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by Judy Antell


      When your kids are small, you enroll them in 'movement' classes, hoping it will lead to a lifetime of sports or dance.  Read any parenting book, and you will encounter the benefits of said classes — which promoting physical activity, combating childhood obesity, instilling a passion.  Be careful what you wish for.


   My two older girls play travel soccer, which comes with a grueling schedule that demands a year-round commitment, twice weekly practices, and one or two games a weekend.  They are both superb athletes with not an ounce of body fat.  But my youngest is now clamoring for a travel tryout as well.

   Actually, she has been asking ever since some of her teammates on her recreational soccer team joined the more competitive teams.  We have put her off, using the excuse that she was "too young".  This placated her for a while, but she has cleverly figured out that she is now the age that her sisters were when they started playing 'travel'.

   But we simply don't have the time to cram yet another travel schedule into our overburdened agendas.  You don't just sign up a kid and she gets to play.  You have to take her to practice, and pick her up, or coordinate car pools.  You have to go to games.

   And then there's the tryout.  It isn't fun when your kid tries out and is rejected; Sela, our middle daughter, tried out for a team with a friend, and that friendship was strained when Sela made the team and the friend didn't.  Nora, our youngest, could try out and not make it.  Since she is not the strongest player, this is a good possibility, but a coach who knows our older girls might take her, figuring she'll develop into a better player.

   Nora, who is more into theater than soccer anyway, auditioned for a theater group and made it to the final round.  When she didn't get in, she was devastated, crying for days (what an actress!).  It's hard to see your child fail at something, though I've heard arguments that it will strengthen their character.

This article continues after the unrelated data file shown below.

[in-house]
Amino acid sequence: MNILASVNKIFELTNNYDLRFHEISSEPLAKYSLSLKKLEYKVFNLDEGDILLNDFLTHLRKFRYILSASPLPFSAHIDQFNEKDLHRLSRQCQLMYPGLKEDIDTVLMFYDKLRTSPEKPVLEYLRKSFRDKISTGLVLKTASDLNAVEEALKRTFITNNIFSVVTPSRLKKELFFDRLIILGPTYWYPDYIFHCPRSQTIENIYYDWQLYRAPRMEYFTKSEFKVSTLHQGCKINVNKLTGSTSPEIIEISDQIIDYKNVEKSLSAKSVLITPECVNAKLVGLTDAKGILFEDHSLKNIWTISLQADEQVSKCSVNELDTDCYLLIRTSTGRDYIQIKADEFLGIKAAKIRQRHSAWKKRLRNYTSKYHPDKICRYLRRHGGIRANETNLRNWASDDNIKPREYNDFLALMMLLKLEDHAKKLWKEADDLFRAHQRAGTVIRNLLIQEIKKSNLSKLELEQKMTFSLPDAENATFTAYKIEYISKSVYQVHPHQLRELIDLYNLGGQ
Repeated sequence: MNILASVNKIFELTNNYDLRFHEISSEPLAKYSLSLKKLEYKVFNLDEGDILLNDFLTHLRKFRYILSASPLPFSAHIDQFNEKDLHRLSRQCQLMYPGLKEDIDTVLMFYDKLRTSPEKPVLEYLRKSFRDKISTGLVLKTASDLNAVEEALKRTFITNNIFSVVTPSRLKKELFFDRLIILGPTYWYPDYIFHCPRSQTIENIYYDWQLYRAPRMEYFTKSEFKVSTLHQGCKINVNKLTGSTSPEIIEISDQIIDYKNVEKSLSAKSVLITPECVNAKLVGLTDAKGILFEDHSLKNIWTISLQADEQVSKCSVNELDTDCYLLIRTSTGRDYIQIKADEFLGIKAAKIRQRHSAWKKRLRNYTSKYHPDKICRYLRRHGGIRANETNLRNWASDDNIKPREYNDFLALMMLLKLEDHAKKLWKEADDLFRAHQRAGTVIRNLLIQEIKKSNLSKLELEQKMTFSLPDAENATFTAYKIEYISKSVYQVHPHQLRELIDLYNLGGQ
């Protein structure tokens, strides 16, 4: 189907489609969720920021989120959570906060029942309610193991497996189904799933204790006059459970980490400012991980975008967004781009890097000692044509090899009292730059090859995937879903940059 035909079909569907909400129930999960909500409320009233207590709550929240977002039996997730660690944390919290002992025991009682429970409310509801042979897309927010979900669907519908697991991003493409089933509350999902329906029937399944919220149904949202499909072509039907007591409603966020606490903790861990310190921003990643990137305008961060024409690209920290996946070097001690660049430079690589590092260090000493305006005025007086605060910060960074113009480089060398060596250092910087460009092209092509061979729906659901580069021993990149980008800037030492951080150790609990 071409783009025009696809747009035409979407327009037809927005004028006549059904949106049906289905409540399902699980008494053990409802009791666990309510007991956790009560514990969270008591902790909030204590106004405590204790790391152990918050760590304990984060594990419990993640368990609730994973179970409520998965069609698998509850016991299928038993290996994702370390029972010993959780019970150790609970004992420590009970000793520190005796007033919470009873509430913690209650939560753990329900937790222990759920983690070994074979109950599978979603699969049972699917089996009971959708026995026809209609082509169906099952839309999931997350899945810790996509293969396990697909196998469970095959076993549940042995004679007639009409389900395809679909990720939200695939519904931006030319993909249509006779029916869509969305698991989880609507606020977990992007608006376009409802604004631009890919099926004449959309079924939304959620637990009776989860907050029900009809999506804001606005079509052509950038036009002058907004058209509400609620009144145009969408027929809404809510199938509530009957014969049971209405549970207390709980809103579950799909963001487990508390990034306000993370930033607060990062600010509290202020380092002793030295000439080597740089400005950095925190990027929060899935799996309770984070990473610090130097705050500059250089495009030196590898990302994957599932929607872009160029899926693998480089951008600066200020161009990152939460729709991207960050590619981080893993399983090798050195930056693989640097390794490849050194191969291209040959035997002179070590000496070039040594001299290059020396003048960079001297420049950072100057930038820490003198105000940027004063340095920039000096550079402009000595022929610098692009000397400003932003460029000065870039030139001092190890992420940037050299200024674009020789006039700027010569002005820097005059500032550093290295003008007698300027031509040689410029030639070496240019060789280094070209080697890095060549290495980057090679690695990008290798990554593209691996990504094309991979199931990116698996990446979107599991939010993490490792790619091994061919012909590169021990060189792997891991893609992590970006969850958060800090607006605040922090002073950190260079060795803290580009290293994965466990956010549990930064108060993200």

There is a balancing act where you want to encourage your child to take risks, and try out new activities, but you also want them to be successful.  And each activities leader feels his is the most important, so kids run out of time to try different pursuits.  When Hallie, our oldest, was on a gymnastics team, her musical theater instructor made her choose between gym and theater.

   In 'rec' sports, you can be the worst player and still get equal time on the field.  In 'travel', there are starters and subs.  The subs tend to drop out because they have to make the same time commitment yet they rarely get to play.  I understand this from a coach's perspective —it's all about winning, and you want to field your best team. But I also see the parents' point of view. Why should they spend the time and money if their kid never plays?

   I have one fantasy where Nora tries out for 'travel', makes the team, then decides not to play because she has an acting role.  But that's not fair to the kid who doesn't make the team and really wants to. 

   So we'll keep trying to distract her from this travel team madness.  Tennis anyone?

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